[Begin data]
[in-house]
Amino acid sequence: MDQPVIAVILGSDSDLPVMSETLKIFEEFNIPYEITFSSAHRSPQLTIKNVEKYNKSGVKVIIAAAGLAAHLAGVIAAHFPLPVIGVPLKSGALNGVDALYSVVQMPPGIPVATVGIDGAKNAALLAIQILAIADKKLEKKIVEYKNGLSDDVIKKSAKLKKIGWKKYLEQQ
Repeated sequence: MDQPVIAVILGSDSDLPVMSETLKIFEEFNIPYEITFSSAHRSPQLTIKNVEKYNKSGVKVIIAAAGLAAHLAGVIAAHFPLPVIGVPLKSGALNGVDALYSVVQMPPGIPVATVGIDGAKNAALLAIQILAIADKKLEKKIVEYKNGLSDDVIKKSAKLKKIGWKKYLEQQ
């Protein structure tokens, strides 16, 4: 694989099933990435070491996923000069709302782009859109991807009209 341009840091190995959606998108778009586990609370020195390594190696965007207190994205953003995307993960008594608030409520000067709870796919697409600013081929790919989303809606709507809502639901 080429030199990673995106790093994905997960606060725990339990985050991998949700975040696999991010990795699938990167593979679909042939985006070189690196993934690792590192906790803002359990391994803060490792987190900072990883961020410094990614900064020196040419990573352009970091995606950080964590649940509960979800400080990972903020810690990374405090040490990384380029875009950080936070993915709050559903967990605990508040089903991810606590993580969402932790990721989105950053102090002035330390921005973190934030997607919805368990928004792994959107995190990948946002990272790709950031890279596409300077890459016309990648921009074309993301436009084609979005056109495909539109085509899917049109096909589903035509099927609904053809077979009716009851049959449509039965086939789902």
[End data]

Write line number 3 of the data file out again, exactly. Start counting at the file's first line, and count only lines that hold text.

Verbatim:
Repeated sequence: MDQPVIAVILGSDSDLPVMSETLKIFEEFNIPYEITFSSAHRSPQLTIKNVEKYNKSGVKVIIAAAGLAAHLAGVIAAHFPLPVIGVPLKSGALNGVDALYSVVQMPPGIPVATVGIDGAKNAALLAIQILAIADKKLEKKIVEYKNGLSDDVIKKSAKLKKIGWKKYLEQQ